When I was speaking at Fort Bragg last week, I learned an awesome new word.
I’d seen one of the soldiers outside the jump tower, standing in full gear–rifle and everything–in the sweltering North Carolina heat. So I asked him, I said, how did you get roped into entertaining a bunch of random people like I us?
He looked me right in the eye and said, “I was volun-told, sir” before breaking out into a huge grin.
I did too, because I knew exactly what he was talking about. I’ve never served in the armed forces, but I know about being voluntold. There’s another word for it, “mandateering.” But it’s not just people in strict hierarchies that know this concept. In fact, I would argue that anyone successful knows it very well.
It’s responsible for whatever success I’ve had.
My life has been a series of mentors, bosses, editors, clients and random acquaintances, telling me that I should do something and me translating that into a command. They were suggestions that I understood were really orders.
When I randomly met Dr. Drew and he suggested that I read the Stoics, I bought and read the books the next day. When Robert Greene had a research assistant position open up, I left school the next week to give it my full attention. When I felt like I had a book inside me, I moved across the country and worked on it everyday for nearly a year. It’s been like that constantly, both minor and major commitments.
Andrew Carnegie had a great piece of advice for young people (that pre-dates John F. Kennedy’s line by 60 years or so): “Instead of the question, ‘What must I do for my employer?’ substitute ‘What can I do?’”
I don’t mean to conflate “voluntold” with initiative, but anyone that has it can tell you that that’s how it goes. There’s a voice in your head that takes optional instructions, good advice and general best practices and makes them mandatory. That looks for extra, additional things you can do. These opportunities may just be “put out there” for normal people, but not us. We, like the soldier, know that saying “No” is a trick option.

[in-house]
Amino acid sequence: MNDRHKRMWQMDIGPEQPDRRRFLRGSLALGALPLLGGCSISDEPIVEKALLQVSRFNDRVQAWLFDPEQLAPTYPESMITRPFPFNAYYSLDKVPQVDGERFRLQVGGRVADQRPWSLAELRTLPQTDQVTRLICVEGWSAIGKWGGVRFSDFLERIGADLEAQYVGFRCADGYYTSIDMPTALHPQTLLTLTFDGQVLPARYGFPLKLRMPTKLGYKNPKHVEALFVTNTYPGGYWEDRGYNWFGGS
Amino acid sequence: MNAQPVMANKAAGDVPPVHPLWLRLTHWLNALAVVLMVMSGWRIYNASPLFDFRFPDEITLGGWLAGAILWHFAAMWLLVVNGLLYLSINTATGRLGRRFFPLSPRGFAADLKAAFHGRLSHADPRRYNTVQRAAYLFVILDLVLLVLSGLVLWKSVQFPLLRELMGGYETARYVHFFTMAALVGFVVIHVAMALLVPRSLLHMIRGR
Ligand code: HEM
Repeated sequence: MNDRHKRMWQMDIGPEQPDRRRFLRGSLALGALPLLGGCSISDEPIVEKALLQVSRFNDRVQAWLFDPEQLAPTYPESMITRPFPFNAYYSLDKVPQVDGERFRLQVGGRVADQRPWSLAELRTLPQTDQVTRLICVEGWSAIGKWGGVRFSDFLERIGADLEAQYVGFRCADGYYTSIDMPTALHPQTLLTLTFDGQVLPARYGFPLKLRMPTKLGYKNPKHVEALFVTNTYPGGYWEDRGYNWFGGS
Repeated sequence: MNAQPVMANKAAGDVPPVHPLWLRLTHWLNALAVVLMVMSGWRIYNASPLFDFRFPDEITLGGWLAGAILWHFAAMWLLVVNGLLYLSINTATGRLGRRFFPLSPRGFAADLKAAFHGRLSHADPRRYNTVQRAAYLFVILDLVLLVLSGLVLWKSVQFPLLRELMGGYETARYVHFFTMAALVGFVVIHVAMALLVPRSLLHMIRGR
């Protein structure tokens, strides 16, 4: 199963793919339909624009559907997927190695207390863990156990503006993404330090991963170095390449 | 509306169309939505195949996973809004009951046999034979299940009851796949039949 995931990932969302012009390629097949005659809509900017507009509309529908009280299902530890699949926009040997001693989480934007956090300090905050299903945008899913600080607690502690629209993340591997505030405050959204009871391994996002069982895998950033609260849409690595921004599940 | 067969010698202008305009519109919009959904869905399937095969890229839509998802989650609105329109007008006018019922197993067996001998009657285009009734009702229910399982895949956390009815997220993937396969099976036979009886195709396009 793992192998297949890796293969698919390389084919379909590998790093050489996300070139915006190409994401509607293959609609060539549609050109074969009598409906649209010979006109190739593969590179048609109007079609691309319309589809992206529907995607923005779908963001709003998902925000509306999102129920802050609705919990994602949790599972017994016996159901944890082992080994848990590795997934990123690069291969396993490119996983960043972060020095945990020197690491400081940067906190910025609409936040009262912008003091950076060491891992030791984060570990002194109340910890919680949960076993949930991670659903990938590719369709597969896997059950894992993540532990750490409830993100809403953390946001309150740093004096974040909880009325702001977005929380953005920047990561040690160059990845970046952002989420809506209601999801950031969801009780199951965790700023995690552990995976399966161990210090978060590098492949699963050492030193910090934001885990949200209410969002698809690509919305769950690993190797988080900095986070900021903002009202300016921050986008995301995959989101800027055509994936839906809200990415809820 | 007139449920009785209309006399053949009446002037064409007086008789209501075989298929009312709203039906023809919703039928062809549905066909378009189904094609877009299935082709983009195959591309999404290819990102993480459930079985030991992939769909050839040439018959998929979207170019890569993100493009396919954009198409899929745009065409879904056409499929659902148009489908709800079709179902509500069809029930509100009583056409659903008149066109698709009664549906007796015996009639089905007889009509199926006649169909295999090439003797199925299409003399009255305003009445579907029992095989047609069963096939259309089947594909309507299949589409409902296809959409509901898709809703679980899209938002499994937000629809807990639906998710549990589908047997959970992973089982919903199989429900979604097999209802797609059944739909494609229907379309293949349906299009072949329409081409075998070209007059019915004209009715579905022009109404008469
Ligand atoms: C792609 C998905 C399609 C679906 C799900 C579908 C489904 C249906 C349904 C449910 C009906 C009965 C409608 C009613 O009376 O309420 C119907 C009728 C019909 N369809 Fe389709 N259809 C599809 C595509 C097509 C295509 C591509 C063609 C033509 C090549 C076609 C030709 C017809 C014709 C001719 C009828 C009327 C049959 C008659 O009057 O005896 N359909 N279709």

We’ve been voluntold.
That’s why I am writing this article at 8am. It’s why I’ll be going for a long swim later. It’s why I am trying each night to read a little further in this difficult book from the 18th century. Why I’m hitting the road in a few days to handle some business in person even though I’d love to stay at home. A few Saturdays, I had to interrupt a nice lazy day to make notecards on some books. I just have to do a couple books I said, won’t take more than an hour. Why do you have to? my fiancee asked. The answer: Because I told myself I would.
I’m the guy who signs me up for these things. I’m the guy who will hold it against me if I don’t show up. That’s how it works in the creative fields–it’s how it works in almost every field after you get above a certain level. There’s no one telling you what to do. There’s no one making sure you hold up your commitments and do the extracurriculars. There’s just you.
You pick how much you work, how much you make. Resting on your laurels is one option, showing up for something bigger, or something that pushes you to grow your skillset, or something that scares you, that’s a choice too. Or is it?
This might seem like a pain. It can be. The Greeks called it a “daemon,” the guiding spirit or destiny that motivates us, drives us, chides us even. But as Carnegie’s rival robber baron, Henry Flagler put it: “I would rather be my own tyrant than have someone else tyrannize me.”
Look, when a General asks you to do something, you say yes, because it’s good for you (plus in the soldier’s case, he was getting paid too–I asked). If you can nail those opportunities, you will do well. However, life is rarely so clear. And big success takes more than that.
I might get paid for some of the writing I do now, but I wasn’t for the first six years I did it. Yet, I had to show up everyday. Same for the conferences I went to, the meetings I sat through, the favors I did, the books I read. There was no immediate payoff, there wasn’t even a pat on the back to tell me to keep showing up. But at the same time, I knew that if I wanted to get here, I didn’t have a choice. Whatever you’re thing is, is the same. Your daemon calls you on.
So when the next time someone asks you, you’ll have an answer:
Why are you here, kid? What are you working on that for?
I was voluntold.